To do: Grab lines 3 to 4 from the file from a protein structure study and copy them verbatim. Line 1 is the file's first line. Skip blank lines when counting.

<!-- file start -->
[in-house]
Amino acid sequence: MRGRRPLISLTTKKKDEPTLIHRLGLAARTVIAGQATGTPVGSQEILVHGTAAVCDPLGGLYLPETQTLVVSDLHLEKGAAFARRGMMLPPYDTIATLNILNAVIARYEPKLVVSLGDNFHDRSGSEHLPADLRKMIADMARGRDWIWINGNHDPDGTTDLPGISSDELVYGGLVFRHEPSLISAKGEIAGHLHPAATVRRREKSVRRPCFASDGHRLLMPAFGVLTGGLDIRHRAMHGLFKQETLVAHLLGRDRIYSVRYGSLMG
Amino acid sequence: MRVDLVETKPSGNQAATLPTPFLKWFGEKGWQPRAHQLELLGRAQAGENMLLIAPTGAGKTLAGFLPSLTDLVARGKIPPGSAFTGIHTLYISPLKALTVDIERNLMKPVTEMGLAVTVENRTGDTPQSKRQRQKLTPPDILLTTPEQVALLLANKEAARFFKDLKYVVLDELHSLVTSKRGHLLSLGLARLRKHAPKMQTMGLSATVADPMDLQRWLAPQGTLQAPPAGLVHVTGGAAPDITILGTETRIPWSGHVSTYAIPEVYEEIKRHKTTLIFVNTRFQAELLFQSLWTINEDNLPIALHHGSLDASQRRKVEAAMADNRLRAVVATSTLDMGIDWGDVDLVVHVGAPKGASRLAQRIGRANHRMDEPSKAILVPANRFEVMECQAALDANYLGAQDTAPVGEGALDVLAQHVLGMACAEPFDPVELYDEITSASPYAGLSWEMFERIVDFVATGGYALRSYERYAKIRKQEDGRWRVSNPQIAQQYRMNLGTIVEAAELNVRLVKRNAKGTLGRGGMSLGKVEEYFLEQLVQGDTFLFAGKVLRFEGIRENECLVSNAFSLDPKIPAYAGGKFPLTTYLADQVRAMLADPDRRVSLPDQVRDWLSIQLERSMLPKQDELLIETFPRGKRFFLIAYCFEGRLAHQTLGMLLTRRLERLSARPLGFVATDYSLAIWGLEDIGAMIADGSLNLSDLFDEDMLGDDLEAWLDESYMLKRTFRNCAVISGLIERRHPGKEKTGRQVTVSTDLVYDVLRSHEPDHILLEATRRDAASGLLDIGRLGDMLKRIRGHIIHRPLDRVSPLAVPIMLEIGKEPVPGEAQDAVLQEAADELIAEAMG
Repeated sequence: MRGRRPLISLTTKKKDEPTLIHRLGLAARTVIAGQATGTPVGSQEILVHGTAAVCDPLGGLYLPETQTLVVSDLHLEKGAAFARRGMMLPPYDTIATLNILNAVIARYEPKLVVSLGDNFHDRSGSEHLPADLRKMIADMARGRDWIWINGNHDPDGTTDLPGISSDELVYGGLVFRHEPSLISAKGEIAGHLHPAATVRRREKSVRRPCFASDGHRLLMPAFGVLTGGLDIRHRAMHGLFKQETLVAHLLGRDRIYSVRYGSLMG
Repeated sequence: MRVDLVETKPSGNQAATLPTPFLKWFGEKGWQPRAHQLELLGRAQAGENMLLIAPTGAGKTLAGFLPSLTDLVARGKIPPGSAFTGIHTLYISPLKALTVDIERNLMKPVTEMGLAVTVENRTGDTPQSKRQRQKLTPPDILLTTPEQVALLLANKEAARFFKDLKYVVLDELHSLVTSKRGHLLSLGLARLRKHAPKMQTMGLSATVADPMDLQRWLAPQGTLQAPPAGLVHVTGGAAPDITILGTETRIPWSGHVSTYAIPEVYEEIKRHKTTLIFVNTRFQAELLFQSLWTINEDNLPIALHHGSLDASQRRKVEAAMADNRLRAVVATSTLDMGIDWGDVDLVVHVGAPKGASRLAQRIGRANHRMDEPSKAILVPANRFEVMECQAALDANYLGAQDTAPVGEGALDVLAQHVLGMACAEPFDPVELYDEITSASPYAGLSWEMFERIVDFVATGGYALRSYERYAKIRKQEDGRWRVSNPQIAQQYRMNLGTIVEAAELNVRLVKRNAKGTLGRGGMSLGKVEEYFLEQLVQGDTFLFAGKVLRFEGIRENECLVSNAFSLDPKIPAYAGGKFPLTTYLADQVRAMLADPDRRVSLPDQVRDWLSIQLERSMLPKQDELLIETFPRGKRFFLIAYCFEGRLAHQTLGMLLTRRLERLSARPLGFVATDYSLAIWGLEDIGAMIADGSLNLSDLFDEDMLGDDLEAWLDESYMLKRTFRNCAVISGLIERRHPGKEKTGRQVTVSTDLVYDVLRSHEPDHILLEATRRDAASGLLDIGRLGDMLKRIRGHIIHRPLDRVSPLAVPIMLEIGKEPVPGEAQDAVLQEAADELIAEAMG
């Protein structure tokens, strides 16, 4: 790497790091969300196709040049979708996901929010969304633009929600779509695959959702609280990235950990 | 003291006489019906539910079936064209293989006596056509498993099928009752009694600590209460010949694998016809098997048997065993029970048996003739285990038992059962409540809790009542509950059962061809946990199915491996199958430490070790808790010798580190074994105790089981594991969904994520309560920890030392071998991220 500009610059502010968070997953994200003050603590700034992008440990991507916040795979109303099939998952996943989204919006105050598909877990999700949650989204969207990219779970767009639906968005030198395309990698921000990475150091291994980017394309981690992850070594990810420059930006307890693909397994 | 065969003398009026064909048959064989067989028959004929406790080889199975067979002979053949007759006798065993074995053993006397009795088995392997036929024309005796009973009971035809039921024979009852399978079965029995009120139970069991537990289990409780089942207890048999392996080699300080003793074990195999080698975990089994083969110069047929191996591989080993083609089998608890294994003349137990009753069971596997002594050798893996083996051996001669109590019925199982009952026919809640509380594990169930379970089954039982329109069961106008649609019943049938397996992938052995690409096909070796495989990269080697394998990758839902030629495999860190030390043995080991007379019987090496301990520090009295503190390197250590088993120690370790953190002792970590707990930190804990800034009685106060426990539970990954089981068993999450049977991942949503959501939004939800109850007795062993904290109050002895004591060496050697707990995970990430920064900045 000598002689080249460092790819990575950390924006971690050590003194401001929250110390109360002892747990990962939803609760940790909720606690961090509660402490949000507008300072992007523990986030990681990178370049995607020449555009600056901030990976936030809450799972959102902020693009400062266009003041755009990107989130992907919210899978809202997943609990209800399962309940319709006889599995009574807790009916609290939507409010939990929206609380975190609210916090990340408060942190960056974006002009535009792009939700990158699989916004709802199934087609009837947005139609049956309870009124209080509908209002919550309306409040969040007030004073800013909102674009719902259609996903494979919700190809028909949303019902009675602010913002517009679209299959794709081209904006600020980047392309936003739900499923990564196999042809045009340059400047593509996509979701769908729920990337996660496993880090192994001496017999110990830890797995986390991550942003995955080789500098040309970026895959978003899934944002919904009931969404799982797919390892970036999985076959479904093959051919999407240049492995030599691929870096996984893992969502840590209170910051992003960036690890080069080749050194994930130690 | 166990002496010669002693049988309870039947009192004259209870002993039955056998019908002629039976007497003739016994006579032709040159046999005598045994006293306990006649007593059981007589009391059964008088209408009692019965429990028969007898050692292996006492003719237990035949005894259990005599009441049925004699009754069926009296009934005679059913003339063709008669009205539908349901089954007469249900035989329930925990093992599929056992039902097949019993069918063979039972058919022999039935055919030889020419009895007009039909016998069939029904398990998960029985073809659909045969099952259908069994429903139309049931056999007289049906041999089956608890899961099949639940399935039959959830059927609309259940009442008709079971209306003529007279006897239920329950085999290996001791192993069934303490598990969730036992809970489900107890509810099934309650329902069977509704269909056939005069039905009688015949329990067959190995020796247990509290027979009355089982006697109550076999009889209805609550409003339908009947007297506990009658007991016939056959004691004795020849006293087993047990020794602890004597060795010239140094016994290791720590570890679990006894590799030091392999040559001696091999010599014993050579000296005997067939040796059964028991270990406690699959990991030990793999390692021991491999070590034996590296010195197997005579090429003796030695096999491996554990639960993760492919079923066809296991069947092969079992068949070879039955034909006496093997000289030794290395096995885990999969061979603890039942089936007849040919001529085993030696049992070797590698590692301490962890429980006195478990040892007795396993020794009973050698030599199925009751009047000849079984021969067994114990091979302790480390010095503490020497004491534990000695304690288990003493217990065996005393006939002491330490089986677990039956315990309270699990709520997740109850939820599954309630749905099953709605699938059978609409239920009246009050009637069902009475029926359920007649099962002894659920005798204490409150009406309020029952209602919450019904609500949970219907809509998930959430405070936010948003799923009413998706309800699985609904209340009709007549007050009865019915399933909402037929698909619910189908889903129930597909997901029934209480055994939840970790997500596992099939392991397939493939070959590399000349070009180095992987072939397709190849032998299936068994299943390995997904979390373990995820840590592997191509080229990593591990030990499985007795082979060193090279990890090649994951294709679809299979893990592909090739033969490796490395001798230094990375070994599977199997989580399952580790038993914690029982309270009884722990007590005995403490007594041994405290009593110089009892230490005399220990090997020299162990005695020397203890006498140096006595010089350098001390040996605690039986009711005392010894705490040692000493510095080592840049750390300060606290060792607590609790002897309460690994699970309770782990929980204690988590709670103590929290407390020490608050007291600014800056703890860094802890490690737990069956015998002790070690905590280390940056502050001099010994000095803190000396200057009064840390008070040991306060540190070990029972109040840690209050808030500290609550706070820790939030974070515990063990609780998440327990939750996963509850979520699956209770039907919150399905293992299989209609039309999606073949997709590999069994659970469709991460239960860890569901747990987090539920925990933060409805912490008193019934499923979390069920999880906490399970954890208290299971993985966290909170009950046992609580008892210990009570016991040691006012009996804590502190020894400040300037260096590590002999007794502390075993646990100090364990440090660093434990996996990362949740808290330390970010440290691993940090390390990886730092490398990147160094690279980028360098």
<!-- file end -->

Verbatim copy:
Amino acid sequence: MRVDLVETKPSGNQAATLPTPFLKWFGEKGWQPRAHQLELLGRAQAGENMLLIAPTGAGKTLAGFLPSLTDLVARGKIPPGSAFTGIHTLYISPLKALTVDIERNLMKPVTEMGLAVTVENRTGDTPQSKRQRQKLTPPDILLTTPEQVALLLANKEAARFFKDLKYVVLDELHSLVTSKRGHLLSLGLARLRKHAPKMQTMGLSATVADPMDLQRWLAPQGTLQAPPAGLVHVTGGAAPDITILGTETRIPWSGHVSTYAIPEVYEEIKRHKTTLIFVNTRFQAELLFQSLWTINEDNLPIALHHGSLDASQRRKVEAAMADNRLRAVVATSTLDMGIDWGDVDLVVHVGAPKGASRLAQRIGRANHRMDEPSKAILVPANRFEVMECQAALDANYLGAQDTAPVGEGALDVLAQHVLGMACAEPFDPVELYDEITSASPYAGLSWEMFERIVDFVATGGYALRSYERYAKIRKQEDGRWRVSNPQIAQQYRMNLGTIVEAAELNVRLVKRNAKGTLGRGGMSLGKVEEYFLEQLVQGDTFLFAGKVLRFEGIRENECLVSNAFSLDPKIPAYAGGKFPLTTYLADQVRAMLADPDRRVSLPDQVRDWLSIQLERSMLPKQDELLIETFPRGKRFFLIAYCFEGRLAHQTLGMLLTRRLERLSARPLGFVATDYSLAIWGLEDIGAMIADGSLNLSDLFDEDMLGDDLEAWLDESYMLKRTFRNCAVISGLIERRHPGKEKTGRQVTVSTDLVYDVLRSHEPDHILLEATRRDAASGLLDIGRLGDMLKRIRGHIIHRPLDRVSPLAVPIMLEIGKEPVPGEAQDAVLQEAADELIAEAMG
Repeated sequence: MRGRRPLISLTTKKKDEPTLIHRLGLAARTVIAGQATGTPVGSQEILVHGTAAVCDPLGGLYLPETQTLVVSDLHLEKGAAFARRGMMLPPYDTIATLNILNAVIARYEPKLVVSLGDNFHDRSGSEHLPADLRKMIADMARGRDWIWINGNHDPDGTTDLPGISSDELVYGGLVFRHEPSLISAKGEIAGHLHPAATVRRREKSVRRPCFASDGHRLLMPAFGVLTGGLDIRHRAMHGLFKQETLVAHLLGRDRIYSVRYGSLMG